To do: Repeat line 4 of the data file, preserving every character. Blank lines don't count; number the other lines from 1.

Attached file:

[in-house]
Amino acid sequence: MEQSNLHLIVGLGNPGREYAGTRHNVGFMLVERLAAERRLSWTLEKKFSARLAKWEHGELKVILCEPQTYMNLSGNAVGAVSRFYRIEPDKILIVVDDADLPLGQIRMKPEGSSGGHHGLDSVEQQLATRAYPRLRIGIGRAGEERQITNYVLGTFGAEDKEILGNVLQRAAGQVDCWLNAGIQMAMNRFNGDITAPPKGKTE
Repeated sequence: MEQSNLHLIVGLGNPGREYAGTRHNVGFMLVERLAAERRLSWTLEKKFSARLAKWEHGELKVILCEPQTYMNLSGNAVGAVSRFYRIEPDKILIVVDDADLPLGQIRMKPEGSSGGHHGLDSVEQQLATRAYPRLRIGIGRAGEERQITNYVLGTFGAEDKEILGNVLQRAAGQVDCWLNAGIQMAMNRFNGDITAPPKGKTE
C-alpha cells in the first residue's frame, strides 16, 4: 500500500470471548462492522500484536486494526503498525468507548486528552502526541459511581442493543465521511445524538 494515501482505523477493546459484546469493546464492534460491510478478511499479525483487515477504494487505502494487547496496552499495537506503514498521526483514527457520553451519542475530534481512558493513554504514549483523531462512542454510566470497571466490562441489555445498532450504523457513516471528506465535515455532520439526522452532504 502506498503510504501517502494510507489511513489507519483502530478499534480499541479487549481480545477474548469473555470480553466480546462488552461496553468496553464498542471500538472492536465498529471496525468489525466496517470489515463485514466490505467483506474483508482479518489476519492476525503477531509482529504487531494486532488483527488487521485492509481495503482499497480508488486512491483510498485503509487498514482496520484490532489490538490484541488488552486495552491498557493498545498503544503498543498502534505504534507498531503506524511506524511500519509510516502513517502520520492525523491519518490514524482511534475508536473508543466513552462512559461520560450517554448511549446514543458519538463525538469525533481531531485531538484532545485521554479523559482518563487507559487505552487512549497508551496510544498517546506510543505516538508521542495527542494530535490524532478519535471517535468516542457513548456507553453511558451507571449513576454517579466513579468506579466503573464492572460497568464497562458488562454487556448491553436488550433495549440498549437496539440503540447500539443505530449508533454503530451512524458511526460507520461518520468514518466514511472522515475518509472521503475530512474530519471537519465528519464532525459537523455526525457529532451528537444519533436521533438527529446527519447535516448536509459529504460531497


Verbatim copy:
C-alpha cells in the first residue's frame, strides 16, 4: 500500500470471548462492522500484536486494526503498525468507548486528552502526541459511581442493543465521511445524538 494515501482505523477493546459484546469493546464492534460491510478478511499479525483487515477504494487505502494487547496496552499495537506503514498521526483514527457520553451519542475530534481512558493513554504514549483523531462512542454510566470497571466490562441489555445498532450504523457513516471528506465535515455532520439526522452532504 502506498503510504501517502494510507489511513489507519483502530478499534480499541479487549481480545477474548469473555470480553466480546462488552461496553468496553464498542471500538472492536465498529471496525468489525466496517470489515463485514466490505467483506474483508482479518489476519492476525503477531509482529504487531494486532488483527488487521485492509481495503482499497480508488486512491483510498485503509487498514482496520484490532489490538490484541488488552486495552491498557493498545498503544503498543498502534505504534507498531503506524511506524511500519509510516502513517502520520492525523491519518490514524482511534475508536473508543466513552462512559461520560450517554448511549446514543458519538463525538469525533481531531485531538484532545485521554479523559482518563487507559487505552487512549497508551496510544498517546506510543505516538508521542495527542494530535490524532478519535471517535468516542457513548456507553453511558451507571449513576454517579466513579468506579466503573464492572460497568464497562458488562454487556448491553436488550433495549440498549437496539440503540447500539443505530449508533454503530451512524458511526460507520461518520468514518466514511472522515475518509472521503475530512474530519471537519465528519464532525459537523455526525457529532451528537444519533436521533438527529446527519447535516448536509459529504460531497